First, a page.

“… if EcoHealth HAD reported its research results, it WOULD HAVE triggered extra, high-level oversight. Why is Collins pretending he knows they would have been exempt from that?”
Despite Collins’ insistence that the NIH was above-board and honest in all its communications, Brown refused to let him off the hook, ending the interview with: “This is U.S. taxpayer dollars going to risky research and I believe every American deserves to know about it.”
On a sidenote, like Fauci’s, Collins’ halo is rapidly tarnishing as alternative media have started digging into their backgrounds. While appearing squeaky clean on the surface, a closer look reveals both men have supported all sorts of questionable research, including research on aborted fetuses.
For an overview of Collins’ alleged sins, see First Things’ article, “The Cautionary Tale of Francis Collins.”25 Unlike Fauci, though, Collins seems to sense he won’t escape public judgment. In October 2021, he announced his retirement from the NIH. He’s reportedly planning to step down by the end of the year. Time will tell if Fauci will have the good sense to resign, or if our political leaders will finally boot him out and press charges.
We Must Ban GOF Research
The evidence of regulatory failure by the NIH further strengthens the call for a permanent ban on most kinds of GOF. As Bloom told The Intercept:26
“We urgently need a broader discussion about whether it’s a good idea to be making novel chimeras of coronaviruses that are at this point universally acknowledged to pose a pandemic risk to humans.”
Indeed, it appears we got off easy this time. SARS-CoV-2 has a very low mortality rate, despite spreading quite easily. The next Frankenstein pathogen to escape from a lab might not be as benign.
Seeing how the people in charge of making decisions about what research is to be allowed cannot be trusted with making sensible decisions, the public really needs to step up and let our representatives know we will not tolerate federal funds — taxpayer money — being used for research that has the potential to wipe us all out.
Emails show that NIH officials allowed EcoHealth Alliance to craft oversight language governing its own gain-of-function research.
The National Institutes of Health allowed a U.S. nonprofit it funds to police its own controversial research on bat coronaviruses in China, raising new concerns about insufficient oversight at the agency.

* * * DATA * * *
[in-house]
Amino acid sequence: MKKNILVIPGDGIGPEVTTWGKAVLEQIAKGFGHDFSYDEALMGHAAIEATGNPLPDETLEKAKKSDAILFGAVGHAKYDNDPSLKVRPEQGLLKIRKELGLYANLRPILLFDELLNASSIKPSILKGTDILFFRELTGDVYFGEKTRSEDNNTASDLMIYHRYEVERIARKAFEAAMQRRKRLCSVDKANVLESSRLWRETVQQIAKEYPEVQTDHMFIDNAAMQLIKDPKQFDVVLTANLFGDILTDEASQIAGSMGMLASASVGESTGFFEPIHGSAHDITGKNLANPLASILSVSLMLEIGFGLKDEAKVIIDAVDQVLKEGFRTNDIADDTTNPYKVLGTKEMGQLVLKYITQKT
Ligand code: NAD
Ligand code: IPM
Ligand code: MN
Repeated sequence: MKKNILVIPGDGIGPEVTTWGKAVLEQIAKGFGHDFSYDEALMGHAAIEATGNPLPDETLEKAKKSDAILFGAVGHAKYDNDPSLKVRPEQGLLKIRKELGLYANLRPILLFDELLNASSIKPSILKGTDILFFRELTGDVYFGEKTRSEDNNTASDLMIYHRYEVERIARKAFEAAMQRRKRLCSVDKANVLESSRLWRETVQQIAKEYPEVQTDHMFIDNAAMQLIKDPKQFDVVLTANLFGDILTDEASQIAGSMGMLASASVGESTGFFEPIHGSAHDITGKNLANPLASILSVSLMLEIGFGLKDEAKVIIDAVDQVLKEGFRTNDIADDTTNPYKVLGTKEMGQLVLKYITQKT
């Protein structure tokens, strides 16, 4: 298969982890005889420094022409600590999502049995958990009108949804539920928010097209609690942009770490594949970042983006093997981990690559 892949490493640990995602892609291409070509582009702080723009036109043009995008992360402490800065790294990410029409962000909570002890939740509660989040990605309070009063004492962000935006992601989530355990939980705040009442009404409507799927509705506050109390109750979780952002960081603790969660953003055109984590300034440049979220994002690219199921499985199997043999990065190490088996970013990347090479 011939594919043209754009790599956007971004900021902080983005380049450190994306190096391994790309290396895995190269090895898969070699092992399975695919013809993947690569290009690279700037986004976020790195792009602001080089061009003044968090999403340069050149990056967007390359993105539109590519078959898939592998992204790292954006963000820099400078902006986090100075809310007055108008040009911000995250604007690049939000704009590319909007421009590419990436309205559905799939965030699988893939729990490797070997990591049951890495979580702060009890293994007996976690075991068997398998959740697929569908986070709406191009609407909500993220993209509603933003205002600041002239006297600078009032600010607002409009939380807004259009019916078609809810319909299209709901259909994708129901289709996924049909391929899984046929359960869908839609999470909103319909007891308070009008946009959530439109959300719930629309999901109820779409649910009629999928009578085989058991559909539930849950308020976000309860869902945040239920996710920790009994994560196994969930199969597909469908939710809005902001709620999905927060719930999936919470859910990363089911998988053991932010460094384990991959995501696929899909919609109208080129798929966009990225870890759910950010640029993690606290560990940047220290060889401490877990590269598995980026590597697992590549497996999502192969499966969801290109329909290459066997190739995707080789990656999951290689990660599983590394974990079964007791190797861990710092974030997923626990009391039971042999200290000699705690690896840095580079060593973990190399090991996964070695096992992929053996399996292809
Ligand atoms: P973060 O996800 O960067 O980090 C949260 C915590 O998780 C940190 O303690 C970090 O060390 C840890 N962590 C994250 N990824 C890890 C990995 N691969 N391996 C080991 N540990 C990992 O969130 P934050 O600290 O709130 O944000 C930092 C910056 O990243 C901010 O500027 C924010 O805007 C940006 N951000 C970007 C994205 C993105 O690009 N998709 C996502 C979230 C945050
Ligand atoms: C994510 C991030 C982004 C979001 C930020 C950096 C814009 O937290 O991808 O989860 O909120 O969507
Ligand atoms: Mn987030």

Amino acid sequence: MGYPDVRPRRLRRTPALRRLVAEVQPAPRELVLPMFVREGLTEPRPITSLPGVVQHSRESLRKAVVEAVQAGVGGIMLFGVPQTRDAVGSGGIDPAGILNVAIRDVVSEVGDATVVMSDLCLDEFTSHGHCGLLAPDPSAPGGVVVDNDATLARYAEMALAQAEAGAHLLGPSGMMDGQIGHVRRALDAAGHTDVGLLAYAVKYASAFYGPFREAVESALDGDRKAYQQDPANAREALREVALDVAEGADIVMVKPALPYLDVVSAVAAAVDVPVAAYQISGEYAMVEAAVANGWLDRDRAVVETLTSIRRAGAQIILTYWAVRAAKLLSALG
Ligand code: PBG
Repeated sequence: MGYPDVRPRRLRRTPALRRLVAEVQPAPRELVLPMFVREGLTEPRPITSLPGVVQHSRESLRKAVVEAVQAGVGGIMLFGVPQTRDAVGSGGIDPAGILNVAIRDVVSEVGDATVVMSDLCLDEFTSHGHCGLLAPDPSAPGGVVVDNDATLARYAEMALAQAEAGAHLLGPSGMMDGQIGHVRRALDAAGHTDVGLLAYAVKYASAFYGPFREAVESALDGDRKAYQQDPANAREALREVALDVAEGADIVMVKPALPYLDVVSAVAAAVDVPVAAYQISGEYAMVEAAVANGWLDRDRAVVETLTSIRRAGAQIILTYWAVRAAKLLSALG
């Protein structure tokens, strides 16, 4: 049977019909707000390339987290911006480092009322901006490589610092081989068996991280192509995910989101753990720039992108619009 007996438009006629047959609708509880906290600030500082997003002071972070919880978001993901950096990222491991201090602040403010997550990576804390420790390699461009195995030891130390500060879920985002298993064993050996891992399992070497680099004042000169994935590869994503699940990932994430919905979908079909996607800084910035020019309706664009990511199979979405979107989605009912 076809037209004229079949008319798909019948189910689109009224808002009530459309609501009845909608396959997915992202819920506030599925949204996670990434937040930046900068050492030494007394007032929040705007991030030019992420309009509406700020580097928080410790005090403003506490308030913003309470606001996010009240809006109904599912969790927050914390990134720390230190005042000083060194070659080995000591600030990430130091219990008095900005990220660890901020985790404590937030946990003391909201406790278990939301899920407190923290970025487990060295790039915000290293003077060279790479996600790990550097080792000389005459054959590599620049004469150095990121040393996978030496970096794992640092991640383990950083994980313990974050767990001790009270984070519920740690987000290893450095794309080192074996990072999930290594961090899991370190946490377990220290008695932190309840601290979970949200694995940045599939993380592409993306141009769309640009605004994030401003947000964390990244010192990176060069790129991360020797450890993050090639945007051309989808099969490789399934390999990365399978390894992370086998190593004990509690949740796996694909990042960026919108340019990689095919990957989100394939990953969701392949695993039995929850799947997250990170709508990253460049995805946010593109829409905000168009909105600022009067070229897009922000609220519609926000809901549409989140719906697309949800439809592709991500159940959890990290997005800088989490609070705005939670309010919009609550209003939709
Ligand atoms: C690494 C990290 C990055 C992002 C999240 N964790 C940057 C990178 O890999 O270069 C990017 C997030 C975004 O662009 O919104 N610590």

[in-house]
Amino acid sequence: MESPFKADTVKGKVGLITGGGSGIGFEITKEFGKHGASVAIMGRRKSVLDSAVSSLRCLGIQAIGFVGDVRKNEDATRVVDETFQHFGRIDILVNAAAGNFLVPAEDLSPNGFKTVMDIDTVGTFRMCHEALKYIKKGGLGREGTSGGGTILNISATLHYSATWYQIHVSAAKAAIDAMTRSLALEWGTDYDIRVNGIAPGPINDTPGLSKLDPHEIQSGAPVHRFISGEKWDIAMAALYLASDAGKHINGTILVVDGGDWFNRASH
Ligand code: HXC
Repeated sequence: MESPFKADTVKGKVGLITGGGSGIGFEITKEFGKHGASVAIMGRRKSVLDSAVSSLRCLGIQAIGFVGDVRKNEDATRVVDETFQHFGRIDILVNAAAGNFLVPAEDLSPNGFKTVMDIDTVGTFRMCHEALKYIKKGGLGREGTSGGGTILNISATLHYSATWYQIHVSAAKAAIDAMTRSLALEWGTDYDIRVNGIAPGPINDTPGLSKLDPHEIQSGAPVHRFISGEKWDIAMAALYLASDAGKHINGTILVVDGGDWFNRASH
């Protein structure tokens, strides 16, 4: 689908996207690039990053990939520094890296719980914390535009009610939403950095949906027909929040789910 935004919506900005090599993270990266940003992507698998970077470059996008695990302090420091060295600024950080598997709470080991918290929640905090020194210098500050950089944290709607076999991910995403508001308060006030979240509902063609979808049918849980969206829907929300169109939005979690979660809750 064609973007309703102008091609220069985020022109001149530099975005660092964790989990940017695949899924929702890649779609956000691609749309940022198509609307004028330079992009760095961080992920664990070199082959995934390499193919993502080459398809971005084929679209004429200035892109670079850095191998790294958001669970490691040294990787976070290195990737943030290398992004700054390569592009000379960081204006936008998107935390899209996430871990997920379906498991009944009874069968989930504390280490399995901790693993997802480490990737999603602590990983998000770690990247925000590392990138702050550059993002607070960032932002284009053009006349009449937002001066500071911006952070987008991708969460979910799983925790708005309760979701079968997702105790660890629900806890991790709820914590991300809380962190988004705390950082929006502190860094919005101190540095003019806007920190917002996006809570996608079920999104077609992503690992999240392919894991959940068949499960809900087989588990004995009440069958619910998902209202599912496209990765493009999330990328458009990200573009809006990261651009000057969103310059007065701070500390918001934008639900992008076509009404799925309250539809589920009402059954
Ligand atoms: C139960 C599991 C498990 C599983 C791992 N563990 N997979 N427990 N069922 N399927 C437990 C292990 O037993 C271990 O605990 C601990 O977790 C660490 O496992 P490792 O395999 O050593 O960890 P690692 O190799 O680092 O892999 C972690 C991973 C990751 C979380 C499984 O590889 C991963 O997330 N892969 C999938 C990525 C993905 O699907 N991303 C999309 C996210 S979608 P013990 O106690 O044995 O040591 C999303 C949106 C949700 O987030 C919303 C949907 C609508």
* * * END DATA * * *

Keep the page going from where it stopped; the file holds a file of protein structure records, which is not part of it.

Detailed notes on NIH communications obtained by The Intercept show that beginning in May 2016, agency staff had an unusual exchange with Peter Daszak, the head of EcoHealth Alliance, about experiments his group was planning to conduct on coronaviruses under an NIH grant called “Understanding the Risk of Bat Coronavirus Emergence.” The notes were taken by congressional staff who transcribed the emails.
EcoHealth was entering the third year of the five-year, $3.1 million grant that included research with the Wuhan Institute of Virology and other partners. In a 2016 progress report, the group described to NIH its plans to carry out two planned experiments infecting humanized mice with hybrid viruses, known as “chimeras.”Join Our NewsletterOriginal reporting. Fearless journalism. Delivered to you.I’m in
The plans triggered concerns at NIH. Two staff members — Jenny Greer, a grants management specialist, and Erik Stemmy, a program officer handling coronavirus research — wrote to EcoHealth Alliance to say that the experiments “appear to involve research covered under the pause,” referring to a temporary moratorium on funding for gain-of-function research that would be reasonably anticipated to make MERS and SARS viruses more pathogenic or transmissible in mammals. Generally, gain-of-function research involves manipulating viruses to give them new attributes; it becomes of concern to the government when the altered viruses appear likely to cause more severe disease or spread more easily among humans.